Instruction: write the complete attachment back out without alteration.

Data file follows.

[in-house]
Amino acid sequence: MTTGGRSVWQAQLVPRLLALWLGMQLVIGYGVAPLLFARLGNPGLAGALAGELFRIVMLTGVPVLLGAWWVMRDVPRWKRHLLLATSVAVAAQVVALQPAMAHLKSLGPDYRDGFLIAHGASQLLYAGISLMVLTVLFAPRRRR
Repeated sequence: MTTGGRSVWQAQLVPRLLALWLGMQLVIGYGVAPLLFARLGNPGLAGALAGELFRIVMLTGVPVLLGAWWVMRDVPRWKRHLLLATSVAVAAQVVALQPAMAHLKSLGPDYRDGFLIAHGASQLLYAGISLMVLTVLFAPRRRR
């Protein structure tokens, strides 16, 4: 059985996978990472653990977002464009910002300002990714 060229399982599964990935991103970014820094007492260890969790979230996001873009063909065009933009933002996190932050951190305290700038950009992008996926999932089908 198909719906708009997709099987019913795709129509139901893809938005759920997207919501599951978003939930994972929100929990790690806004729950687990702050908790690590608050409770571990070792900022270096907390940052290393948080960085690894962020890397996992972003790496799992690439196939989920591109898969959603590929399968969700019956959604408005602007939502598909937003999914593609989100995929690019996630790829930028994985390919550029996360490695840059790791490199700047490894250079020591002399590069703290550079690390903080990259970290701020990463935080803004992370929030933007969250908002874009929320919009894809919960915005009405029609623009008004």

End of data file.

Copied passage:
[in-house]
Amino acid sequence: MTTGGRSVWQAQLVPRLLALWLGMQLVIGYGVAPLLFARLGNPGLAGALAGELFRIVMLTGVPVLLGAWWVMRDVPRWKRHLLLATSVAVAAQVVALQPAMAHLKSLGPDYRDGFLIAHGASQLLYAGISLMVLTVLFAPRRRR
Repeated sequence: MTTGGRSVWQAQLVPRLLALWLGMQLVIGYGVAPLLFARLGNPGLAGALAGELFRIVMLTGVPVLLGAWWVMRDVPRWKRHLLLATSVAVAAQVVALQPAMAHLKSLGPDYRDGFLIAHGASQLLYAGISLMVLTVLFAPRRRR
């Protein structure tokens, strides 16, 4: 059985996978990472653990977002464009910002300002990714 060229399982599964990935991103970014820094007492260890969790979230996001873009063909065009933009933002996190932050951190305290700038950009992008996926999932089908 198909719906708009997709099987019913795709129509139901893809938005759920997207919501599951978003939930994972929100929990790690806004729950687990702050908790690590608050409770571990070792900022270096907390940052290393948080960085690894962020890397996992972003790496799992690439196939989920591109898969959603590929399968969700019956959604408005602007939502598909937003999914593609989100995929690019996630790829930028994985390919550029996360490695840059790791490199700047490894250079020591002399590069703290550079690390903080990259970290701020990463935080803004992370929030933007969250908002874009929320919009894809919960915005009405029609623009008004």